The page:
Molecular methods are rapid diagnostic tests which can be applied to both fresh specimens and paraffin-embedded sections. In the recent years, several molecular methods have been investigated to facilitate the early diagnosis of mucormycosis: Lateral flow immunoassay, “internal transcribed spacer” region sequencing, molecular beacon probes based on ITS1 ribosomal DNA region, 28S ribosomal RNA gene and the CotH gene. A major limitation of these methods is their restricted identification of a few species of the Mucorales genera thus affecting the sensitivity of these tests based on the target species. Quantitative polymerase chain reaction (PCR) targeting using fungal primers (18S ribosomal RNA) for the detection of circulating Mucormycetes DNA in the serum or blood of the patients can be used for screening of high-risk patients as well as for monitoring the therapeutic effects of the medications. High sensitivity and specificity have been reported in particular for the serum-based PCR detection. PCR of the formalin-fixed paraffin-embedded (FFPE) tissue/fresh tissues can be performed in patients of proven histopathological tissue invasion but with negative culture reports or limited tissue specimen. While the PCR in the FFPE tissue has high specificity (100%), its sensitivity is affected due to the issues of technique precision, fungal fragmentation, low DNA load, environmental contamination and lack of standardization.[6]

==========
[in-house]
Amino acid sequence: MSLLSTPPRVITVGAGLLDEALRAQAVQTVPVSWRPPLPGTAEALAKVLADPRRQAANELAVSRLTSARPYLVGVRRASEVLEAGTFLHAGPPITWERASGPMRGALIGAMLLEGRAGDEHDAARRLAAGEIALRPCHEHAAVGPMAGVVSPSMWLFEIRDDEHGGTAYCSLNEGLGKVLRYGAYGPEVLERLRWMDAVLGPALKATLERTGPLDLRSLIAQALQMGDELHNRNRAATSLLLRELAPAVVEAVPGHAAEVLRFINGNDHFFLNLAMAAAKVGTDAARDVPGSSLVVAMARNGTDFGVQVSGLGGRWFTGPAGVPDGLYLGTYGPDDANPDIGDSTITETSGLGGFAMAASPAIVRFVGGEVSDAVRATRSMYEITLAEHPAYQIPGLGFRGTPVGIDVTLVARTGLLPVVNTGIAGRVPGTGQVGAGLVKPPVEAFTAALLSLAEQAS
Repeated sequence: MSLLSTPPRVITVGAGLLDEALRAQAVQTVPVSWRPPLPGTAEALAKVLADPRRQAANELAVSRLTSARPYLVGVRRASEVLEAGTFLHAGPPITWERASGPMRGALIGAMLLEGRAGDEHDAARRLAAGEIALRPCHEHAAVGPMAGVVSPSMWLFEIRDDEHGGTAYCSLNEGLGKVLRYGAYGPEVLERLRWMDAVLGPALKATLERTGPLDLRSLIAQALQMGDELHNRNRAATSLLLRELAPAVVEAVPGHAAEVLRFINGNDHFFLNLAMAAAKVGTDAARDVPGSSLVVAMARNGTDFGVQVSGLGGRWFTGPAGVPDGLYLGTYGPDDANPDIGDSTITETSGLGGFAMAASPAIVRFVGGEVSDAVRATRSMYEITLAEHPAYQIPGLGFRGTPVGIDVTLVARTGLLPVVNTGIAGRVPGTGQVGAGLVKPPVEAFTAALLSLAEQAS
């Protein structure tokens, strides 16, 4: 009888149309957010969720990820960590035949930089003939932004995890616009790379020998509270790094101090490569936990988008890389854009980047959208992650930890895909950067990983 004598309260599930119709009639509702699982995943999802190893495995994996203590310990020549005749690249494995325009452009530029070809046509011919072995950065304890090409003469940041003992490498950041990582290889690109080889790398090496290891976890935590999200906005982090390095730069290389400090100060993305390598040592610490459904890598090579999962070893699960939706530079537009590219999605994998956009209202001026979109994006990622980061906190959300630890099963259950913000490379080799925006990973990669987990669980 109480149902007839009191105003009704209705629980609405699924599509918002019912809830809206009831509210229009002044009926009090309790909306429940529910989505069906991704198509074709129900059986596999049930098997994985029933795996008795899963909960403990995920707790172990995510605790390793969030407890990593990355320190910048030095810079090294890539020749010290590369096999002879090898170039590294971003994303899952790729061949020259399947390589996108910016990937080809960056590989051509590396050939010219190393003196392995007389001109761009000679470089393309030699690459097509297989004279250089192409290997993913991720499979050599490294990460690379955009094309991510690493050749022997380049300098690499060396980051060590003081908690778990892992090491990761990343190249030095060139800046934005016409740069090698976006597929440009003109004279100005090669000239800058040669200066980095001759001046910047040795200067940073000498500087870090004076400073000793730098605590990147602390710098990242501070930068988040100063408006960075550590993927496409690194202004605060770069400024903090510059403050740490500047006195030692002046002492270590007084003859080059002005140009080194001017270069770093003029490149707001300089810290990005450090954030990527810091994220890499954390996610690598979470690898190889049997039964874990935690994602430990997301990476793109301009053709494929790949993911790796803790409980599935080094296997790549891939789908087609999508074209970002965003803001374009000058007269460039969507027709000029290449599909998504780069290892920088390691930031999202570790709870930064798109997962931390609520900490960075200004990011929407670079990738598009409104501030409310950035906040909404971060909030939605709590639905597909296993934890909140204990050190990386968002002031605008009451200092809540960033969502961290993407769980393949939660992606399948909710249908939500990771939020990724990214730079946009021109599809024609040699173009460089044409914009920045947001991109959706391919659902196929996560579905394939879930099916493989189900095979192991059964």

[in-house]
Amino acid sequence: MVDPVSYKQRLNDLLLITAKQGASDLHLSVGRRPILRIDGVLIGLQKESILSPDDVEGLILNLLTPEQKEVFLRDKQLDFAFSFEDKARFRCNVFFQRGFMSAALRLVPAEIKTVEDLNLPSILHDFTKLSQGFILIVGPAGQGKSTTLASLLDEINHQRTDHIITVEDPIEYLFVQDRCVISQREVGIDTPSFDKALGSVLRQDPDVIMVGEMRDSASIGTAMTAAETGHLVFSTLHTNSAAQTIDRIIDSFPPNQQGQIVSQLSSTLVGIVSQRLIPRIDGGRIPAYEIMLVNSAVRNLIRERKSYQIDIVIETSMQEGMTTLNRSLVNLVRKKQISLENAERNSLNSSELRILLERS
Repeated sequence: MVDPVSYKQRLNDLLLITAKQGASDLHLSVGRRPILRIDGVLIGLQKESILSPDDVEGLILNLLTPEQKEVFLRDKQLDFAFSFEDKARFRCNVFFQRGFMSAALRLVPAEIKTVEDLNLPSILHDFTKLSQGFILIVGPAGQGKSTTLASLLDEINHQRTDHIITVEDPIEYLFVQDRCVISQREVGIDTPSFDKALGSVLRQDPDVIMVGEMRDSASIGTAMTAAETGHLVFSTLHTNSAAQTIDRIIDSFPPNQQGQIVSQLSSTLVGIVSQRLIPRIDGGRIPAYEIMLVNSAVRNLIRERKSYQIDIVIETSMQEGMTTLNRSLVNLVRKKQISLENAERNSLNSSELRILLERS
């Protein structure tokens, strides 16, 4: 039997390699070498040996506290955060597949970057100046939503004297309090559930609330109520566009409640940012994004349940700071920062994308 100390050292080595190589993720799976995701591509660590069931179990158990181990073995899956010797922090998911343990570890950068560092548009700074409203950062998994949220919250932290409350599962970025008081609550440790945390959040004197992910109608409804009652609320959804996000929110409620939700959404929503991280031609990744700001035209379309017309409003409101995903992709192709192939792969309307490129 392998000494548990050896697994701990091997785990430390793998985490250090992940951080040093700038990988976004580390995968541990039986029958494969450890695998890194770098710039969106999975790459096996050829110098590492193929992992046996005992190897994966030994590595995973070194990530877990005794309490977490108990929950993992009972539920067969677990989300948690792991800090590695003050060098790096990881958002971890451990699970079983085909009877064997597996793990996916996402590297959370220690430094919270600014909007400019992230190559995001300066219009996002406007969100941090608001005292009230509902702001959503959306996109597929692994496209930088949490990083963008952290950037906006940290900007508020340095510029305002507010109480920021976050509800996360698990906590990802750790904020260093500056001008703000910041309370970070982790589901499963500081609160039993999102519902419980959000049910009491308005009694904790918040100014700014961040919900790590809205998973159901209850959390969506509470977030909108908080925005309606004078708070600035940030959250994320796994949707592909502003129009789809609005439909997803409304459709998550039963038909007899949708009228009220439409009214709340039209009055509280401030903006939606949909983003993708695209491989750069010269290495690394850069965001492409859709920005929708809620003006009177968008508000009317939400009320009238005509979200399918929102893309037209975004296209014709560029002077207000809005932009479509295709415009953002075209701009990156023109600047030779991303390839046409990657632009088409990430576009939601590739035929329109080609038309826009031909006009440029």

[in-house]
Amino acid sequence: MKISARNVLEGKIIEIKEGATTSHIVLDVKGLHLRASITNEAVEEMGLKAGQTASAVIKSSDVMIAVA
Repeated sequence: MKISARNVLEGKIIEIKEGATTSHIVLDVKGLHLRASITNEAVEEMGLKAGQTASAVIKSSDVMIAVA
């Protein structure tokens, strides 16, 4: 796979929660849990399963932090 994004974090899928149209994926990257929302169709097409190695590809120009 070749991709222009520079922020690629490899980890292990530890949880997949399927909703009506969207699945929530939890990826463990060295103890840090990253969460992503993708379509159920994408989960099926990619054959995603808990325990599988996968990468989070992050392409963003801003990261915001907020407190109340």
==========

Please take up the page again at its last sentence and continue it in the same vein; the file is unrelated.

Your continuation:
Although numerous methods are now described in the literature for the diagnosis of mucormycosis, direct microscopy with histopathology remains the gold standard for the confirmatory diagnosis of mucormycosis. It is essential to be aware of the conditions which might mimic mucormycosis [Table 2]. Many of these entities are also part of spectrum of diseases related to post-COVID complications. Thus, it is imperative for an oral pathologist to understand thoroughly the nature of the fungus and act in appropriate direction for diagnosing it.{Table 2}

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Conflicts of interest

There are no conflicts of interest.

References

1Raut A, Huy NT. Rising incidence of mucormycosis in patients with COVID-19: Another challenge for India amidst the second wave? Lancet Respir Med 2021;2021;9: E77.
2Singh AK, Singh R, Joshi SR, Misra A. Mucormycosis in COVID-19: A systematic review of cases reported worldwide and in India. Diabetes Metab Syndr 2021;15:102146.
3Cornely OA, Alastruey-Izquierdo A, Arenz D, Chen SC, Dannaoui E, Hochhegger B, et al. Global guideline for the diagnosis and management of mucormycosis: An initiative of the European Confederation of Medical Mycology in cooperation with the Mycoses Study Group Education and Research Consortium. Lancet Infect Dis 2019;19:e405-21.
4Smith HW, Kirchner JA. Cerebral mucormycosis; a report of three cases. AMA Arch Otolaryngol 1958;68:715-26.
5Skiada A, Pavleas I, Drogari-Apiranthitou M. Epidemiology and diagnosis of mucormycosis: An update. J Fungi (Basel) 2020;6:265.
6Dadwal SS, Kontoyiannis DP. Recent advances in the molecular diagnosis of mucormycosis. Expert Rev Mol Diagn 2018;18:845-54.